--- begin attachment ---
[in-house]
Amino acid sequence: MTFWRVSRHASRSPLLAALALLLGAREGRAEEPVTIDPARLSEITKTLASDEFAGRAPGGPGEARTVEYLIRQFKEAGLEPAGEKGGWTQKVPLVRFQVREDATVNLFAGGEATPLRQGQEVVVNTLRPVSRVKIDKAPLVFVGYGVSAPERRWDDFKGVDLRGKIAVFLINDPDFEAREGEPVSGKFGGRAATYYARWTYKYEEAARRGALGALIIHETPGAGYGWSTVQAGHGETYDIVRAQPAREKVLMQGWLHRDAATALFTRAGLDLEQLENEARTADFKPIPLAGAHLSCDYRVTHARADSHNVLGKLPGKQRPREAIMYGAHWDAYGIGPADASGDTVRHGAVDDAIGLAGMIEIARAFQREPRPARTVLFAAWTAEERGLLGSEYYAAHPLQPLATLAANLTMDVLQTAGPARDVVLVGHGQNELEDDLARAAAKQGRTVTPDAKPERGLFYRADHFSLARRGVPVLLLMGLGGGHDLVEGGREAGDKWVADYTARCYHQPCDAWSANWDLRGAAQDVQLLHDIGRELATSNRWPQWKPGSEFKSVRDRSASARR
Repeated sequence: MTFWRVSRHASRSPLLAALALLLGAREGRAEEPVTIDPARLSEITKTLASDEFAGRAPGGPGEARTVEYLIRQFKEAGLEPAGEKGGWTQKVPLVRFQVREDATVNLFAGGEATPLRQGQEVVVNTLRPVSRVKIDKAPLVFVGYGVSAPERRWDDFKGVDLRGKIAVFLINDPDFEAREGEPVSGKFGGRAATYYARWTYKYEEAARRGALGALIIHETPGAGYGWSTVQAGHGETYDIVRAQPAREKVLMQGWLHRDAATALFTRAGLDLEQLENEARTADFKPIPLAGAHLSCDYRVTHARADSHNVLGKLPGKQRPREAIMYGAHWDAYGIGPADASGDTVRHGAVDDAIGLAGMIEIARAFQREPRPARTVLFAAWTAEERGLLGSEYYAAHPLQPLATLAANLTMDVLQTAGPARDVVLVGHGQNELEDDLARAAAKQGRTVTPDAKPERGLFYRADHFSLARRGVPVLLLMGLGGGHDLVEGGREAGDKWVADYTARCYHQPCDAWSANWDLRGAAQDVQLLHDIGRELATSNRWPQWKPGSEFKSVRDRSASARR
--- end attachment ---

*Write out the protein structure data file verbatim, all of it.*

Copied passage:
[in-house]
Amino acid sequence: MTFWRVSRHASRSPLLAALALLLGAREGRAEEPVTIDPARLSEITKTLASDEFAGRAPGGPGEARTVEYLIRQFKEAGLEPAGEKGGWTQKVPLVRFQVREDATVNLFAGGEATPLRQGQEVVVNTLRPVSRVKIDKAPLVFVGYGVSAPERRWDDFKGVDLRGKIAVFLINDPDFEAREGEPVSGKFGGRAATYYARWTYKYEEAARRGALGALIIHETPGAGYGWSTVQAGHGETYDIVRAQPAREKVLMQGWLHRDAATALFTRAGLDLEQLENEARTADFKPIPLAGAHLSCDYRVTHARADSHNVLGKLPGKQRPREAIMYGAHWDAYGIGPADASGDTVRHGAVDDAIGLAGMIEIARAFQREPRPARTVLFAAWTAEERGLLGSEYYAAHPLQPLATLAANLTMDVLQTAGPARDVVLVGHGQNELEDDLARAAAKQGRTVTPDAKPERGLFYRADHFSLARRGVPVLLLMGLGGGHDLVEGGREAGDKWVADYTARCYHQPCDAWSANWDLRGAAQDVQLLHDIGRELATSNRWPQWKPGSEFKSVRDRSASARR
Repeated sequence: MTFWRVSRHASRSPLLAALALLLGAREGRAEEPVTIDPARLSEITKTLASDEFAGRAPGGPGEARTVEYLIRQFKEAGLEPAGEKGGWTQKVPLVRFQVREDATVNLFAGGEATPLRQGQEVVVNTLRPVSRVKIDKAPLVFVGYGVSAPERRWDDFKGVDLRGKIAVFLINDPDFEAREGEPVSGKFGGRAATYYARWTYKYEEAARRGALGALIIHETPGAGYGWSTVQAGHGETYDIVRAQPAREKVLMQGWLHRDAATALFTRAGLDLEQLENEARTADFKPIPLAGAHLSCDYRVTHARADSHNVLGKLPGKQRPREAIMYGAHWDAYGIGPADASGDTVRHGAVDDAIGLAGMIEIARAFQREPRPARTVLFAAWTAEERGLLGSEYYAAHPLQPLATLAANLTMDVLQTAGPARDVVLVGHGQNELEDDLARAAAKQGRTVTPDAKPERGLFYRADHFSLARRGVPVLLLMGLGGGHDLVEGGREAGDKWVADYTARCYHQPCDAWSANWDLRGAAQDVQLLHDIGRELATSNRWPQWKPGSEFKSVRDRSASARR